At the end, Dipika said the only reason she goes to events is to speak out for those who can’t or won’t talk about these challenges. And although she is happy that section 377 was repealed and some of the population is accepting of the LGBT community, there is still a lot to achieve.


Section 377 of the Indian Penal Code is a section of the Indian Penal Code introduced in 1861 during the British rule of India. Modelled on the Buggery Act of 1533, it makes sexual activities “against the order of nature” illegal. On 6 September 2018, the Supreme Court of India ruled that the application of Section 377 to consensual homosexual sex between adults was unconstitutional, “irrational, indefensible and manifestly arbitrary”, but that Section 377 remains in force relating to sex with minors,non-consensual sexual acts, and bestiality.

Portions of the section were first struck down as unconstitutional with respect to gay sex by the Delhi High Court in July 2009.That judgement was overturned by the Supreme Court of India (SC) on 11 December 2013 in Suresh Kumar Koushal vs. Naz Foundation. The Court held that amending or repealing section 377 should be a matter left to Parliament, not the judiciary. On 6 February 2016, a three-member bench of the Court reviewed curative petitions submitted by the Naz Foundation and others, and decided that they would be reviewed by a five-member constitutional bench.

On 24 August 2017, the Supreme Court upheld the right to privacy as a fundamental right under the Constitution in the landmark Puttuswamy judgement. The Court also called for equality and condemned discrimination, stated that the protection of sexual orientation lies at the core of the fundamental rights and that the rights of the LGBT population are real and founded on constitutional doctrine.[9] This judgement was believed to imply the unconstitutionality of section 377.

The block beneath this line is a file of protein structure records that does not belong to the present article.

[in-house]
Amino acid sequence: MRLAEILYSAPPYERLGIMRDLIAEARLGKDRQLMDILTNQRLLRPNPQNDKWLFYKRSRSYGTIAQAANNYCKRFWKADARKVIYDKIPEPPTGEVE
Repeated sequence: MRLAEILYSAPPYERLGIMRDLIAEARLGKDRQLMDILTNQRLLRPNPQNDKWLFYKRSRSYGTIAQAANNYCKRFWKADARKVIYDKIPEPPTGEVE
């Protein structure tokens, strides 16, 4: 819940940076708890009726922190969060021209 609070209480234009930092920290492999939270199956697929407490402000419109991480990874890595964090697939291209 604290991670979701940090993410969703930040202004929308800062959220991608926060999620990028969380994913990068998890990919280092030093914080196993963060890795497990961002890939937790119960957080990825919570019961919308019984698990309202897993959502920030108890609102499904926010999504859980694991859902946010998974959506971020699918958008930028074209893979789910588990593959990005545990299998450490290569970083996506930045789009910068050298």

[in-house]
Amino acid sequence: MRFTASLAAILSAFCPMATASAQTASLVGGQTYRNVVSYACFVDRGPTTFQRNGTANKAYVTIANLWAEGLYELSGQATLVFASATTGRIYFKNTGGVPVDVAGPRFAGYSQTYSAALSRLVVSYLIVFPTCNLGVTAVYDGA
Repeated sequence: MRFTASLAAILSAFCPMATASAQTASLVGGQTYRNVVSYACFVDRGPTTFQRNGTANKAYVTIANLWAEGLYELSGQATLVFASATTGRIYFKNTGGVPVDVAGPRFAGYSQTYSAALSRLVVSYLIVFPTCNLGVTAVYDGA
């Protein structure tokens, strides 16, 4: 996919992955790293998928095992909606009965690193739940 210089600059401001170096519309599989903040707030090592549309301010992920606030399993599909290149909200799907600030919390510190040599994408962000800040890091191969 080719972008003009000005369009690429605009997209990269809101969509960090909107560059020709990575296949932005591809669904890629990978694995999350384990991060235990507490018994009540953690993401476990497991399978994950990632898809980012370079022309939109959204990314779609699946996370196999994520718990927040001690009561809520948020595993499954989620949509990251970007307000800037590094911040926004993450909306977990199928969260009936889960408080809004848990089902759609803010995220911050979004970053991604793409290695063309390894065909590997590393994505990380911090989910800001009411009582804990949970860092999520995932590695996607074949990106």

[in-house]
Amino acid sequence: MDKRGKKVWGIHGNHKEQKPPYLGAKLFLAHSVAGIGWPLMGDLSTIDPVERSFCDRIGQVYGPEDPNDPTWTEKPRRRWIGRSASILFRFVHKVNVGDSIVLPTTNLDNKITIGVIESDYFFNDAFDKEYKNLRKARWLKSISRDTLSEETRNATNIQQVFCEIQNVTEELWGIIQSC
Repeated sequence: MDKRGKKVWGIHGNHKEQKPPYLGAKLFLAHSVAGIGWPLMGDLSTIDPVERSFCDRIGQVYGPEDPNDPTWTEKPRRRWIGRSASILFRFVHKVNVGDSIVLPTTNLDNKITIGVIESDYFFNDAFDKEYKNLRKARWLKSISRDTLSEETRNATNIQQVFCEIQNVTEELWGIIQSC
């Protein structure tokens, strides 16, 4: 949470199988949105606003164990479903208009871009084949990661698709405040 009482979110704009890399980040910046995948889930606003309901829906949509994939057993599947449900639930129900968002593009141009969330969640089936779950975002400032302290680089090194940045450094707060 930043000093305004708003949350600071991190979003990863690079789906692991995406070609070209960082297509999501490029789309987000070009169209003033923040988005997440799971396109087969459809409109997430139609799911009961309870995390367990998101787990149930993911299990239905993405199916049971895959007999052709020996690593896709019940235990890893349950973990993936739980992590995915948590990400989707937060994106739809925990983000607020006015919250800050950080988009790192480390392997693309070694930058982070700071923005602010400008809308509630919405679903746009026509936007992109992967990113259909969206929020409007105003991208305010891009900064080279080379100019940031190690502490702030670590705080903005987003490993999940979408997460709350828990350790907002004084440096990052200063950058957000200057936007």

To mark the day Prayatna celebrated the day with Trans community. We started the day at 104.8 FM where transgender community members interacted with RJ Sarthak, where they talked about their life and struggles.They shared their views on the existing laws and policies and their shortcomings.

Prayatna had organized a make-up workshop for the transgender community. The community was really excited to learn more about make-up and this workshop helped them become closer with their feminine sides. Followed by dinner at Cafeteria &CO. , which becomes first restaurant to open its doors to LGBT Community in Delhi by hosting dinner in evening.



Prayatna conducted Eco-Friendly Ganesha making workshop with Trans community in the month of September. For a nation that goes numb on subjects like sex, period or gender change, it would be nothing less than a shocker that Indian mythologies once gave holy prominence to gender-reversal.Various texts suggest that third sex individuals were well known in pre-modern India, and included male-bodied or female-bodied people as well as inter sexual, and that they can often be recognized from childhood. A third sex is also discussed in ancient Hindu law, medicine, linguistics and astrology.The foundational work of Hindu law, the Manu Smriti (200 BC – 200 AD) explains the biological origins of the three sexes: “A male child is produced by a greater quantity of male seed, a female child by the prevalence of the female;if both are equal, a third-sex child or boy and girl twins are produced; if either are weak or deficient in quantity, a failure of conception results.Indian linguist Patanjali’s work on Sanskrit grammar, the Mahabhaya (200 BC),states that Sanskrit’s three grammatical genders are derived from three natural genders. The transgender community deserves the dignity and respect that most people take for granted.